Friday, January 16, 2015

1969 Graduation

Source
Sitting in the folding chair with all the other graduates, the 100% polyester gowns were turning each of us into a massive heap of deoderant-scented perspiration.  We girls realized this immediately; we stripped off the 100% polyester-newly-purchased-or-handmade dresses, heaping them tossed about in the American History room.  We would receive the diplomas with less clothes.

Speaker One was Mary Jane, a brilliant young lady who went on to become a doctor.  I think the lack of participation in school clubs and activities may have not worked in her advantage.

Speaker Two was Rebecca, a very intelligent girl who was active in everything, being a school cheerleader and part of the more affluent families.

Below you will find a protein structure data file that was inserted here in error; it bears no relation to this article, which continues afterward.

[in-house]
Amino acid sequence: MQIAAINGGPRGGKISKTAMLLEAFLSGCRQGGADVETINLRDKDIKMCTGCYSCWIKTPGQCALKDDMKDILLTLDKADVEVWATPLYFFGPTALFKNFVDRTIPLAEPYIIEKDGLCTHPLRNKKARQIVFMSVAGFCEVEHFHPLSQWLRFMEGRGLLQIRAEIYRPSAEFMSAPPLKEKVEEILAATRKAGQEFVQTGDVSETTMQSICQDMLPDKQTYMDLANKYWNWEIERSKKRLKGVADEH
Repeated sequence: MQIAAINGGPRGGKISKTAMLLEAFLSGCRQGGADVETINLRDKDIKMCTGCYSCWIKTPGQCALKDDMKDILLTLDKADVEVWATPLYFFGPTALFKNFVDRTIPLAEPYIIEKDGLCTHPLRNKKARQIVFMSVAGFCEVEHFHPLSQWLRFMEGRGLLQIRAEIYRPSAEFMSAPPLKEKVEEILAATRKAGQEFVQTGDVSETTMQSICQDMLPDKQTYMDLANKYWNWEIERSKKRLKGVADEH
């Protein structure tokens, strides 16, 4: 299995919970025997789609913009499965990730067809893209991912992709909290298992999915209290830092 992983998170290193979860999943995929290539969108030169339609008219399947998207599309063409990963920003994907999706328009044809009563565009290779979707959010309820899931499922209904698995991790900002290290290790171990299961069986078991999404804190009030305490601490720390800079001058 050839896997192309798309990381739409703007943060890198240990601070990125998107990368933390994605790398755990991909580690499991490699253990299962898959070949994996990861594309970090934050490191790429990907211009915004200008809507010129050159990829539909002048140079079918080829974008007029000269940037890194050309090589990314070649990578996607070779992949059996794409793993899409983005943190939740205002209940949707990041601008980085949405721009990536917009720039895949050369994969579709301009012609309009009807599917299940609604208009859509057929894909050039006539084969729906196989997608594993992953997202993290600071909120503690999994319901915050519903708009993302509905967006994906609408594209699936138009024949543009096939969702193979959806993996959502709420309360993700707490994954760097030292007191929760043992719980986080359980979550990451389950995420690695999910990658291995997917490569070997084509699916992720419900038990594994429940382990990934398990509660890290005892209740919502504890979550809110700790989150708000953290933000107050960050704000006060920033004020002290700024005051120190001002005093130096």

Rebecca and I were on GPA par, but for some reason the principal, David Tyler had chosen me for the final speaker.  Maybe it was because I had “won” many medals in Speech and Debate.  I still have those medals today, wondering why I kept them.

The opening of my speech had a general opening about a commercial (taken from a movie, "The Graduate") with intro to the body of the speech: The Future.  It was filled with some glowing phrases: looking forward to the great future, the incredible inventions and technologies, challenges and potentional, etc.  Basically it was the fodder of every graduation speech.

But looking at those other students sweating in their chairs, I knew that the future meant something very different for each of us. Heck, my speech would have put me to sleep in my own sauna graduation gown.